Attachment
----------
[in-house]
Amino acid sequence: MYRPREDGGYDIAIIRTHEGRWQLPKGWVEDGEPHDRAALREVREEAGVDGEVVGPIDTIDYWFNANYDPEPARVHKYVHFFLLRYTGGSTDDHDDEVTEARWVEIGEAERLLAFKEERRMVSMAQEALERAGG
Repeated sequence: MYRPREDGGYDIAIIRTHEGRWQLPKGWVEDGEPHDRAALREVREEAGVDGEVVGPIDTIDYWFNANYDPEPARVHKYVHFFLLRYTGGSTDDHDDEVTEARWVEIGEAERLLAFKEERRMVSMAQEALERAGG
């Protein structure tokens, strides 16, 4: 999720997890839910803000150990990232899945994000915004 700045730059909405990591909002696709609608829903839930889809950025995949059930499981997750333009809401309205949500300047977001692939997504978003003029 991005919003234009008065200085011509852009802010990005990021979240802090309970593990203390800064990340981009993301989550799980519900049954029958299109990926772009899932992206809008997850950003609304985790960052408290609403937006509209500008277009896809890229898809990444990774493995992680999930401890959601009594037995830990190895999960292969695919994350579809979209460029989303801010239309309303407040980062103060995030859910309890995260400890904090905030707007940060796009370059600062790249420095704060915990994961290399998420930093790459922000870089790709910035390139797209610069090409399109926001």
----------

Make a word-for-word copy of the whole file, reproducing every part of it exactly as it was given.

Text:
[in-house]
Amino acid sequence: MYRPREDGGYDIAIIRTHEGRWQLPKGWVEDGEPHDRAALREVREEAGVDGEVVGPIDTIDYWFNANYDPEPARVHKYVHFFLLRYTGGSTDDHDDEVTEARWVEIGEAERLLAFKEERRMVSMAQEALERAGG
Repeated sequence: MYRPREDGGYDIAIIRTHEGRWQLPKGWVEDGEPHDRAALREVREEAGVDGEVVGPIDTIDYWFNANYDPEPARVHKYVHFFLLRYTGGSTDDHDDEVTEARWVEIGEAERLLAFKEERRMVSMAQEALERAGG
């Protein structure tokens, strides 16, 4: 999720997890839910803000150990990232899945994000915004 700045730059909405990591909002696709609608829903839930889809950025995949059930499981997750333009809401309205949500300047977001692939997504978003003029 991005919003234009008065200085011509852009802010990005990021979240802090309970593990203390800064990340981009993301989550799980519900049954029958299109990926772009899932992206809008997850950003609304985790960052408290609403937006509209500008277009896809890229898809990444990774493995992680999930401890959601009594037995830990190895999960292969695919994350579809979209460029989303801010239309309303407040980062103060995030859910309890995260400890904090905030707007940060796009370059600062790249420095704060915990994961290399998420930093790459922000870089790709910035390139797209610069090409399109926001």